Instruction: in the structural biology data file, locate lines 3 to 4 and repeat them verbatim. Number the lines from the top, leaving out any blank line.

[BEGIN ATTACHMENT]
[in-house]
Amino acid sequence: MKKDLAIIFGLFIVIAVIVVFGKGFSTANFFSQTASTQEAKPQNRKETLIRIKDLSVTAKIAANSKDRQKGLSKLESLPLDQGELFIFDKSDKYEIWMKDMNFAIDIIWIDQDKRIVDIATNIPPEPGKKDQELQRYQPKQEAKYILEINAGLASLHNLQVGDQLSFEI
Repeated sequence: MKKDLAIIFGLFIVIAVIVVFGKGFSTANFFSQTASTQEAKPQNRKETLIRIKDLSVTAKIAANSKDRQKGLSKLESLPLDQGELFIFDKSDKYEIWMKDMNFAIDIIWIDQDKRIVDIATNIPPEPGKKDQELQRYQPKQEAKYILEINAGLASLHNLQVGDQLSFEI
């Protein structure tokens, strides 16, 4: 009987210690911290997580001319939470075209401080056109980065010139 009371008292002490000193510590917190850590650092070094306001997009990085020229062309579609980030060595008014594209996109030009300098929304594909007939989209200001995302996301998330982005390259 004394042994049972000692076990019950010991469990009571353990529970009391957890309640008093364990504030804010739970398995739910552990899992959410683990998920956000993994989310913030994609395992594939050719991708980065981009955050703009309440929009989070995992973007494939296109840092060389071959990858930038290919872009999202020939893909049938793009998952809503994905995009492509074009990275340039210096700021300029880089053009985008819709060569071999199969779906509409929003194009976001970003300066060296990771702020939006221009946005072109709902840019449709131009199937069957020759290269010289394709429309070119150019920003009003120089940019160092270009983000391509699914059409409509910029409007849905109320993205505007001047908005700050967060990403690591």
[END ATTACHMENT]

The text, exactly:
Repeated sequence: MKKDLAIIFGLFIVIAVIVVFGKGFSTANFFSQTASTQEAKPQNRKETLIRIKDLSVTAKIAANSKDRQKGLSKLESLPLDQGELFIFDKSDKYEIWMKDMNFAIDIIWIDQDKRIVDIATNIPPEPGKKDQELQRYQPKQEAKYILEINAGLASLHNLQVGDQLSFEI
């Protein structure tokens, strides 16, 4: 009987210690911290997580001319939470075209401080056109980065010139 009371008292002490000193510590917190850590650092070094306001997009990085020229062309579609980030060595008014594209996109030009300098929304594909007939989209200001995302996301998330982005390259 004394042994049972000692076990019950010991469990009571353990529970009391957890309640008093364990504030804010739970398995739910552990899992959410683990998920956000993994989310913030994609395992594939050719991708980065981009955050703009309440929009989070995992973007494939296109840092060389071959990858930038290919872009999202020939893909049938793009998952809503994905995009492509074009990275340039210096700021300029880089053009985008819709060569071999199969779906509409929003194009976001970003300066060296990771702020939006221009946005072109709902840019449709131009199937069957020759290269010289394709429309070119150019920003009003120089940019160092270009983000391509699914059409409509910029409007849905109320993205505007001047908005700050967060990403690591």